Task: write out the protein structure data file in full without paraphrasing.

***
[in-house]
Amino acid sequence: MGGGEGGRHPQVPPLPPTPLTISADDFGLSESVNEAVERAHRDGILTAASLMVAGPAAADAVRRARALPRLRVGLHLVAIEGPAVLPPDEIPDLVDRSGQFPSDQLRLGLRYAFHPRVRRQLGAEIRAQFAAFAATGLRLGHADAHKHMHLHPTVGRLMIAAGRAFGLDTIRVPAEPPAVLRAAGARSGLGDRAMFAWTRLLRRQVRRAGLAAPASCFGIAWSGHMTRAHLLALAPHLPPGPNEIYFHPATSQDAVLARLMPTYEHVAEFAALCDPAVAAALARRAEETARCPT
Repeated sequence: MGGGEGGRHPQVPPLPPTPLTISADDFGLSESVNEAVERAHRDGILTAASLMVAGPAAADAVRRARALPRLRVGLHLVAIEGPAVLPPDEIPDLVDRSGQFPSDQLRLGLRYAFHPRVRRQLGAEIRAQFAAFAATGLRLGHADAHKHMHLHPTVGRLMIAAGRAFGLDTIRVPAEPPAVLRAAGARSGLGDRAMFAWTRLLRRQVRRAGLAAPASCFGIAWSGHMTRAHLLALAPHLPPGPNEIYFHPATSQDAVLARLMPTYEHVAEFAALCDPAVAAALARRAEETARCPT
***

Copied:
[in-house]
Amino acid sequence: MGGGEGGRHPQVPPLPPTPLTISADDFGLSESVNEAVERAHRDGILTAASLMVAGPAAADAVRRARALPRLRVGLHLVAIEGPAVLPPDEIPDLVDRSGQFPSDQLRLGLRYAFHPRVRRQLGAEIRAQFAAFAATGLRLGHADAHKHMHLHPTVGRLMIAAGRAFGLDTIRVPAEPPAVLRAAGARSGLGDRAMFAWTRLLRRQVRRAGLAAPASCFGIAWSGHMTRAHLLALAPHLPPGPNEIYFHPATSQDAVLARLMPTYEHVAEFAALCDPAVAAALARRAEETARCPT
Repeated sequence: MGGGEGGRHPQVPPLPPTPLTISADDFGLSESVNEAVERAHRDGILTAASLMVAGPAAADAVRRARALPRLRVGLHLVAIEGPAVLPPDEIPDLVDRSGQFPSDQLRLGLRYAFHPRVRRQLGAEIRAQFAAFAATGLRLGHADAHKHMHLHPTVGRLMIAAGRAFGLDTIRVPAEPPAVLRAAGARSGLGDRAMFAWTRLLRRQVRRAGLAAPASCFGIAWSGHMTRAHLLALAPHLPPGPNEIYFHPATSQDAVLARLMPTYEHVAEFAALCDPAVAAALARRAEETARCPT